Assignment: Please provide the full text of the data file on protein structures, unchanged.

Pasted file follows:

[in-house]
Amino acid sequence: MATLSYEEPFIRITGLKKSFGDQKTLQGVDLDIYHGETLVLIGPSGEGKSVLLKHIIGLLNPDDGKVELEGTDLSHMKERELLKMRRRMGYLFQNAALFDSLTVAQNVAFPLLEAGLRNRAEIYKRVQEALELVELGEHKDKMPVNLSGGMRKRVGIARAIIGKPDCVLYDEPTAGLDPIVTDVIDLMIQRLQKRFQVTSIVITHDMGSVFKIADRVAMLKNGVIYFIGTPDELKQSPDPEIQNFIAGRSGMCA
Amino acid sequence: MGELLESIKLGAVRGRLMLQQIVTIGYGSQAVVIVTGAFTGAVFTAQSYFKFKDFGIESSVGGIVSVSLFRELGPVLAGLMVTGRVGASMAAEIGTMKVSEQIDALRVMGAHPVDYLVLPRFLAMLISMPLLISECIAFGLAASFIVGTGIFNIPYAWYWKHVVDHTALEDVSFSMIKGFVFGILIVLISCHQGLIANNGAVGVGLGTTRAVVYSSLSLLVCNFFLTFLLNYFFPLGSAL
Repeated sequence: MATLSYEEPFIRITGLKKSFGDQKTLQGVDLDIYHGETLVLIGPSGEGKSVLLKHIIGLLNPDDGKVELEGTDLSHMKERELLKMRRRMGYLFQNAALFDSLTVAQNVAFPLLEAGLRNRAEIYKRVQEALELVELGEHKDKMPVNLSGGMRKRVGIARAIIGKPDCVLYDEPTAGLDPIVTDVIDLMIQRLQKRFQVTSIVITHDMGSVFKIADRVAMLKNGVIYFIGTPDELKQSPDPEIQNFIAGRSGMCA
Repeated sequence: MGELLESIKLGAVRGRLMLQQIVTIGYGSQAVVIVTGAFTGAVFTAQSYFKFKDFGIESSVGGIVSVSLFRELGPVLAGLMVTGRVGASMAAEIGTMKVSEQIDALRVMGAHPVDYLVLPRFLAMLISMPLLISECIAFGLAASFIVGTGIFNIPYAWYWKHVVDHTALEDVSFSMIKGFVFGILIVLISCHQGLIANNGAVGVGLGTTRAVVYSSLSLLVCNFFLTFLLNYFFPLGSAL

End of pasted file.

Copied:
[in-house]
Amino acid sequence: MATLSYEEPFIRITGLKKSFGDQKTLQGVDLDIYHGETLVLIGPSGEGKSVLLKHIIGLLNPDDGKVELEGTDLSHMKERELLKMRRRMGYLFQNAALFDSLTVAQNVAFPLLEAGLRNRAEIYKRVQEALELVELGEHKDKMPVNLSGGMRKRVGIARAIIGKPDCVLYDEPTAGLDPIVTDVIDLMIQRLQKRFQVTSIVITHDMGSVFKIADRVAMLKNGVIYFIGTPDELKQSPDPEIQNFIAGRSGMCA
Amino acid sequence: MGELLESIKLGAVRGRLMLQQIVTIGYGSQAVVIVTGAFTGAVFTAQSYFKFKDFGIESSVGGIVSVSLFRELGPVLAGLMVTGRVGASMAAEIGTMKVSEQIDALRVMGAHPVDYLVLPRFLAMLISMPLLISECIAFGLAASFIVGTGIFNIPYAWYWKHVVDHTALEDVSFSMIKGFVFGILIVLISCHQGLIANNGAVGVGLGTTRAVVYSSLSLLVCNFFLTFLLNYFFPLGSAL
Repeated sequence: MATLSYEEPFIRITGLKKSFGDQKTLQGVDLDIYHGETLVLIGPSGEGKSVLLKHIIGLLNPDDGKVELEGTDLSHMKERELLKMRRRMGYLFQNAALFDSLTVAQNVAFPLLEAGLRNRAEIYKRVQEALELVELGEHKDKMPVNLSGGMRKRVGIARAIIGKPDCVLYDEPTAGLDPIVTDVIDLMIQRLQKRFQVTSIVITHDMGSVFKIADRVAMLKNGVIYFIGTPDELKQSPDPEIQNFIAGRSGMCA
Repeated sequence: MGELLESIKLGAVRGRLMLQQIVTIGYGSQAVVIVTGAFTGAVFTAQSYFKFKDFGIESSVGGIVSVSLFRELGPVLAGLMVTGRVGASMAAEIGTMKVSEQIDALRVMGAHPVDYLVLPRFLAMLISMPLLISECIAFGLAASFIVGTGIFNIPYAWYWKHVVDHTALEDVSFSMIKGFVFGILIVLISCHQGLIANNGAVGVGLGTTRAVVYSSLSLLVCNFFLTFLLNYFFPLGSAL